Converting the result of dividing, or multiplying, two integral expressions to a floating-point value may result in a loss of precision. For integral division, any fractional component of the result will be lost. For integral multiplication, the result may be outside the integral range and overflow.
For division, unless the intent is to round the result down to a whole number, you should cast one of the operands to a floating-point type before performing the division. For multiplication, unless the intent is to overflow, you should cast one of the operands to a floating-point type before performing the multiplication.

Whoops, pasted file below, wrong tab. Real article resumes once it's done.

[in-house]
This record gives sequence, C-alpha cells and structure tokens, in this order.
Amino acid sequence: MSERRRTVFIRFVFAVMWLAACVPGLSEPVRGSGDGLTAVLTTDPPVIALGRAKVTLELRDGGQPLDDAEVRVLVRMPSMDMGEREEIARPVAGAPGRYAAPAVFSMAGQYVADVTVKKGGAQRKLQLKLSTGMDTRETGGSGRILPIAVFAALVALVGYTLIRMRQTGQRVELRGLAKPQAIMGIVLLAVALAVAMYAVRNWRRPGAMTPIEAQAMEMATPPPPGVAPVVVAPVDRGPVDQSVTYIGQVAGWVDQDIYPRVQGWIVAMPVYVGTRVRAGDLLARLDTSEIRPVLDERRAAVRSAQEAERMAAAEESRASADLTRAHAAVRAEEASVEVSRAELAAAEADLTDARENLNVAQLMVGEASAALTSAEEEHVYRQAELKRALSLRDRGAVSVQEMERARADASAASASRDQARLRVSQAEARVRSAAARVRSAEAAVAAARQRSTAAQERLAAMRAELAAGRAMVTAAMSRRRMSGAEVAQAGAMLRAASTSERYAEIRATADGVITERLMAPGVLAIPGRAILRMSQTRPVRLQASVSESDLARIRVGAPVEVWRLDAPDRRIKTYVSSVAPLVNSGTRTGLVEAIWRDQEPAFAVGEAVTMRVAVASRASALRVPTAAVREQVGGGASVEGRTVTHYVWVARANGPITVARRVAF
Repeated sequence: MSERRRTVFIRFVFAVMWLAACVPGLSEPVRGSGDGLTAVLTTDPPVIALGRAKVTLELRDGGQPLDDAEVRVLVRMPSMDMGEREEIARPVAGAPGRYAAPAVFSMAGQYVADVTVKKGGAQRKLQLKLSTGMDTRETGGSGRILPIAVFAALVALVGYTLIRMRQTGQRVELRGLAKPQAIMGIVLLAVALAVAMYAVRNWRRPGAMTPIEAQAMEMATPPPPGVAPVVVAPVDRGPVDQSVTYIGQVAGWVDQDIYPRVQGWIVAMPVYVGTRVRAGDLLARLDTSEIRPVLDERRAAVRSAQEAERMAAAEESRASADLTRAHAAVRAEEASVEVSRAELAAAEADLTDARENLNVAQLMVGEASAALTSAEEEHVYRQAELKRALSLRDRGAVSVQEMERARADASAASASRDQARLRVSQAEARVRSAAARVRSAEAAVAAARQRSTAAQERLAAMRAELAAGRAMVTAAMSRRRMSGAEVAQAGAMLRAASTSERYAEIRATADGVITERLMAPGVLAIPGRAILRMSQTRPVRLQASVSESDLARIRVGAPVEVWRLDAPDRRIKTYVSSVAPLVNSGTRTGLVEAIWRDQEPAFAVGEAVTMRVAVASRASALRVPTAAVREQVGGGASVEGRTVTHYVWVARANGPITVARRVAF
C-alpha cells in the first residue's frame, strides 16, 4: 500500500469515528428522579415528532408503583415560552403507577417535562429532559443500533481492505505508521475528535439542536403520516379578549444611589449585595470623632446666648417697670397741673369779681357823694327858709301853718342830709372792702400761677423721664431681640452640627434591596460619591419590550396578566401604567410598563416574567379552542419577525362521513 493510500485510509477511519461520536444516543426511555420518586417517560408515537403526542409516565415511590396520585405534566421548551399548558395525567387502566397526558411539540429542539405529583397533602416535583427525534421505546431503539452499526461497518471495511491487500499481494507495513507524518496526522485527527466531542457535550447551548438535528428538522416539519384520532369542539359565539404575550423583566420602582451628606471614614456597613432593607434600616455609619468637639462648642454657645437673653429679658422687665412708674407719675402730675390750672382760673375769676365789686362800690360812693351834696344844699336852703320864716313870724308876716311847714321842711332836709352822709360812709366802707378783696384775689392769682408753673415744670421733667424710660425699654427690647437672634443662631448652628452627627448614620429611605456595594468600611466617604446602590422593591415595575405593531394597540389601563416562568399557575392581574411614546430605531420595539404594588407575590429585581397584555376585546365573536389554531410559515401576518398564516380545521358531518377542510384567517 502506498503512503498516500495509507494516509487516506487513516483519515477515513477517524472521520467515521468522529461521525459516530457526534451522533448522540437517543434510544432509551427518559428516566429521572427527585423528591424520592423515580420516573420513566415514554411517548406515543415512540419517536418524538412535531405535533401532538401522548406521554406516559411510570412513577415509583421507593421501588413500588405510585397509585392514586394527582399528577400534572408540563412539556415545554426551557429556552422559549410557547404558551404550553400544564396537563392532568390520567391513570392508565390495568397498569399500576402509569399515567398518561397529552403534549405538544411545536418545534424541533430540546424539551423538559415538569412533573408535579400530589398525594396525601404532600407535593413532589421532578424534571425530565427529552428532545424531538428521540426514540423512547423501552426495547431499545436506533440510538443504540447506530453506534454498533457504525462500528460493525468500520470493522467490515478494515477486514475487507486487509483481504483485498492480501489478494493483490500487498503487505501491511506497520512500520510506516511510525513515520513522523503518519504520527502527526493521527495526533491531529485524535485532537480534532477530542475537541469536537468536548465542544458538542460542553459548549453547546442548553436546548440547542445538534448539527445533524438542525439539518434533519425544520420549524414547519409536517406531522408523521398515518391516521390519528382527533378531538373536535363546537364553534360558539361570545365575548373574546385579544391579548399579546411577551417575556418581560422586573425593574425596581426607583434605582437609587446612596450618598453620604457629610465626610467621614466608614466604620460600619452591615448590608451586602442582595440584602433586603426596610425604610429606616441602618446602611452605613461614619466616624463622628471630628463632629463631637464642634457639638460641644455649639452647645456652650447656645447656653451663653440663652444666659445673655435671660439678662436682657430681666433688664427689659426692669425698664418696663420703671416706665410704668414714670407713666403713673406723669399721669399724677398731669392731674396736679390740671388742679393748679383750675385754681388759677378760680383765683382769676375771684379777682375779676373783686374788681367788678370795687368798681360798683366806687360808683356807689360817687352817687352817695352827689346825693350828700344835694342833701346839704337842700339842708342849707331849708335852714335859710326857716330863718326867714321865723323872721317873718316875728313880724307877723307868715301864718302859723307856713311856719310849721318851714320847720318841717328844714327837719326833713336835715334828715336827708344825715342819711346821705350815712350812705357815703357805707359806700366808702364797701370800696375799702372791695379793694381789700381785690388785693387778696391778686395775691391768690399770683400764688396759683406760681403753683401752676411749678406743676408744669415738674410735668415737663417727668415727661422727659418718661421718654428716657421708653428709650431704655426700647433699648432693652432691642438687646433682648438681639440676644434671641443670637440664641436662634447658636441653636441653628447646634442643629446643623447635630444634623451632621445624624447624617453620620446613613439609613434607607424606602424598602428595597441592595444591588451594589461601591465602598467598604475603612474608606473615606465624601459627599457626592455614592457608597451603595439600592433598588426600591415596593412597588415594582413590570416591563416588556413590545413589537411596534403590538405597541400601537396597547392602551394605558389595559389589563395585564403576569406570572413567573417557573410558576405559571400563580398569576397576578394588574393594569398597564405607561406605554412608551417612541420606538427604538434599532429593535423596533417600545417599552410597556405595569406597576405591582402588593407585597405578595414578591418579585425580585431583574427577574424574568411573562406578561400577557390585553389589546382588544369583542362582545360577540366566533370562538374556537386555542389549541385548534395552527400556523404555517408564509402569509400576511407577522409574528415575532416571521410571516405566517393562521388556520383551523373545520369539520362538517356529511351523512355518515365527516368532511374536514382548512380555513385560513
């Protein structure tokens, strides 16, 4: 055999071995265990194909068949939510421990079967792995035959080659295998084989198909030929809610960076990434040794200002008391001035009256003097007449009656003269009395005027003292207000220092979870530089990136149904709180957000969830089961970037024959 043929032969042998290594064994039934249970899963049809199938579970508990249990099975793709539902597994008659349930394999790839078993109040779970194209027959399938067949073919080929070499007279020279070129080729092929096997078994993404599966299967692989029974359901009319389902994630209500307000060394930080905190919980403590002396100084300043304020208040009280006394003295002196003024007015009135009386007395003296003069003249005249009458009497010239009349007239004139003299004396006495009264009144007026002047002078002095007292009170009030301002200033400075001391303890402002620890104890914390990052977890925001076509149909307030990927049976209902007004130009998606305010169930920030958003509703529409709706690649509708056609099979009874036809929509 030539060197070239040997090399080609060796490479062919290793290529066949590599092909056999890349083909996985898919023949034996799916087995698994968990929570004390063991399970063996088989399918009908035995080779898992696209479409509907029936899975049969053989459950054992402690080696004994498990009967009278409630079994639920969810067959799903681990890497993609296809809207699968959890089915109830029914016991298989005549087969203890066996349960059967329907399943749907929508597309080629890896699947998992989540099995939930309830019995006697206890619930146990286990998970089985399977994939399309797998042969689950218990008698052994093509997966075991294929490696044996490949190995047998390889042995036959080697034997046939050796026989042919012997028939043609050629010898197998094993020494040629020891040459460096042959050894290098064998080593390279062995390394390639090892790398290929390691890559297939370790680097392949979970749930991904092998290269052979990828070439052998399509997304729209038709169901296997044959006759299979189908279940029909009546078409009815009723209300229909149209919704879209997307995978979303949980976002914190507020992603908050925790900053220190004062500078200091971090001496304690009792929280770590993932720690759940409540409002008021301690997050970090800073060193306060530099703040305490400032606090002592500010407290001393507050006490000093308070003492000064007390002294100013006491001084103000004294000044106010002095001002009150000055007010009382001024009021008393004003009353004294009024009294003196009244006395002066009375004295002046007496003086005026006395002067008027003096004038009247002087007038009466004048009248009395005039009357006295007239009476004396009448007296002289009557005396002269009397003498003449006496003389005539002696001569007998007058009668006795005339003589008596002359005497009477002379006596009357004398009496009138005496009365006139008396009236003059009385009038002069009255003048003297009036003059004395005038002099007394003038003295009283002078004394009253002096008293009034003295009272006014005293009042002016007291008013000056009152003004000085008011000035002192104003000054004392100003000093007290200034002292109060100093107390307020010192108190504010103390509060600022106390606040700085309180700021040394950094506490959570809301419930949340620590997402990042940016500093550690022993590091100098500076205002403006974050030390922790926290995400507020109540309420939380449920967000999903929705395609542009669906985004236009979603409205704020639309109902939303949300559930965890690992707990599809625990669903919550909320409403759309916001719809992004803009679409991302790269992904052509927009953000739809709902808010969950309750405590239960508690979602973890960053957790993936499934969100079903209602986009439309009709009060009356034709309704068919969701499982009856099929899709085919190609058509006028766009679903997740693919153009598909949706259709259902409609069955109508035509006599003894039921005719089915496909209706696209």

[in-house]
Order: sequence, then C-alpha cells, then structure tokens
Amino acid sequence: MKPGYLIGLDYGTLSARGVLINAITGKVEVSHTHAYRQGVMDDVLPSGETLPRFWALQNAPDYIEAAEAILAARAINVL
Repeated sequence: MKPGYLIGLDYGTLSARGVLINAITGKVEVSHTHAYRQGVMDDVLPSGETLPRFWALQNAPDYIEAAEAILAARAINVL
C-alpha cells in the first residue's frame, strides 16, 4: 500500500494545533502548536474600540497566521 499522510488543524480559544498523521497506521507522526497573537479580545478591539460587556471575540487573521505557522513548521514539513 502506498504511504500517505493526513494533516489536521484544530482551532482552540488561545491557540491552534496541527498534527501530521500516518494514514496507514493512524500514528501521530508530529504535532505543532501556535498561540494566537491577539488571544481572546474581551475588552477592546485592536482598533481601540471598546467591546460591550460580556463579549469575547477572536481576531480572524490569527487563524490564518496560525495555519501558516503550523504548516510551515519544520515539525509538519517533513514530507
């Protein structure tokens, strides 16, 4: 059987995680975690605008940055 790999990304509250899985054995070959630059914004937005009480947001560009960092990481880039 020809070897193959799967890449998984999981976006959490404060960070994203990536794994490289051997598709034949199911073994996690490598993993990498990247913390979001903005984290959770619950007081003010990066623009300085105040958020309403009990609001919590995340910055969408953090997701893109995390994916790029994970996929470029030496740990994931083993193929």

In this example
c is equal to 5 because integer division is performed.
Casting one of the integers to a float ensures that float division is used and
the remainder will be maintained, giving
c the value of 5.25.
In this example, if
a is greater than 536,870,911 the result will overflow.
Casting one of the integers to a float ensures that float multiplication is used and overflow is avoided.